The Red Sox’s biggest splash of the off-season thus far has been signing Mitch Moreland to a 2 year, $13 million-dollar deal. The former Gold Glover hit .246 with an OPS of .769. “Mitchy 2 Bags” became a fan favorite and seems like a great guy to have in the club house. Fans are up in arms because of Dave Dombrowski’s “failure” to add a bat like Giancarlo Stanton or Eric Hosmer in this offseason. However, there is more than meets the eye with the extension of Mitch Moreland.
Eric Hosmer is a name the Red Sox keep hearing this offseason. Many fans would love to see him added to the roster this season. Unfortunately, Hosmer is a Scott Boras client and will likely demand over $100 million-dollars, and could possibly receive $200 million. Do I believe Hosmer deserves that much money? Yes and no. I believe he deserves around $100 million, but $200 is far too much. Hosmer was the dictionary definition of consistent this season. He hit .318 with an OPS of .882 while playing in every single game. Hosmer capped it all off with a Gold Glove and a Silver Slugger.
Hosmer is a better player than Mitch Moreland. There is no debate, but is he head and shoulders above Moreland? I don’t think so. While Hosmer is able to drive in more RBI’s and hit for a higher average, they both hit over 20 homers and play Gold Glove worthy defense. They are both grinders who play through injuries. They are both very similar players with very different price tags. Dave Dombrowski is saving $14 million dollars a year by signing Moreland instead of Hosmer.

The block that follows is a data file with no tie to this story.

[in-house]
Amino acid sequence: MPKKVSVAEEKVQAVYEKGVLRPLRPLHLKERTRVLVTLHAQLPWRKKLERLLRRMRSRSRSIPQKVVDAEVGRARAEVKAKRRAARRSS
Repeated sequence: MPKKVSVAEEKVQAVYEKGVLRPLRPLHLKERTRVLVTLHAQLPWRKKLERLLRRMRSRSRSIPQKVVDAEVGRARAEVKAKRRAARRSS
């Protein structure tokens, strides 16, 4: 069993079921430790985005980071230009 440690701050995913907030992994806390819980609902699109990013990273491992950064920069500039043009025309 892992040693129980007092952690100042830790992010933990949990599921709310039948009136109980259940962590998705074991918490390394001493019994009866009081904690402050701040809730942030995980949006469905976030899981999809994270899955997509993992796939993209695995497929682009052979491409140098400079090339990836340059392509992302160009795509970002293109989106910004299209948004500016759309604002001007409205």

Both Dave Dombrowski and Red Sox fans are familiar with Scott Boras. Boras makes his clients money, most times more than what they deserve. Multiple Red Sox players have Scott Boras as their agent, including Rick Porcello, Mookie Betts, Xander Bogaerts, and Jackie Bradley Jr. Boras got Porcello $20 Million/ 4 years before Porcello even picked his number for the Red Sox. You can bet your bottom dollar that Boras will be getting above top dollar for Bogaerts and Betts. He might have to settle a little bit with Bradley, but that is a story for another time. Boras is already demanding $200 million for free agent target J.D. Martinez, and he will likely do the same for Hosmer.
Boras is no friend to the Red Sox or Dombrowski. Dombrowski inked Prince Fielder to a 9 year, $214 Million deal. Playing less than 90 games in two of the five years he served and being forced to retire makes that contract hard to swallow. Boras brings Boston into bidding wars that only the Yankees can win. He was able to secure big Red Sox contracts, such as Daisuke Matsuzaka (6 year/ $52 Million), J.D. Drew (5 Year/ $70 Million), and Jason Varitek ($ year/ $40 Million). Boras has led clients such as Johnny Damon, Jacoby Ellsbury, Mark Teixeria, and Alex Rodriguez to the Yankees.
All of those names, besides Johnny Damon, did more harm for the Yankees than good. As well as those contracts, Scott Boras has also manufactured overpriced contracts for Jayson Werth, Barry Zito, and Shin-Soo Choo. While it will be impossible to not deal with Scott Boras, having one less player to deal with is not such a bad thing.
This season, Red Sox fans got a glimpse of Sam Travis in the majors. For anyone who frequents McCoy Stadium or Spring Training, like myself, they know how well Sam Travis can hit the ball. Before tearing his ACL last season, Travis looked like he was the clear-cut future of 1st base for Boston. He certainly came back strong, but the future is a little murky. Just look at him mash this ball.
In the brief 83 plate appearances this season, Travis slashed a line of .263, .325, and .342. Travis’ lack of homeruns was the most notable part of his call up. However, in his minor league career, Travis has only hit 29 long balls. Sam Travis could become a 20 homerun a season type of player if he could play everyday. By passing on Hosmer, the Red Sox are going to look to platoon Moreland and Travis at 1st base together. They are grooming Travis to be the future first basemen. Having a class act like Mitch Moreland as teacher is a great position to be in.
Follow Matt McGurn on Twitter: @MickGurn
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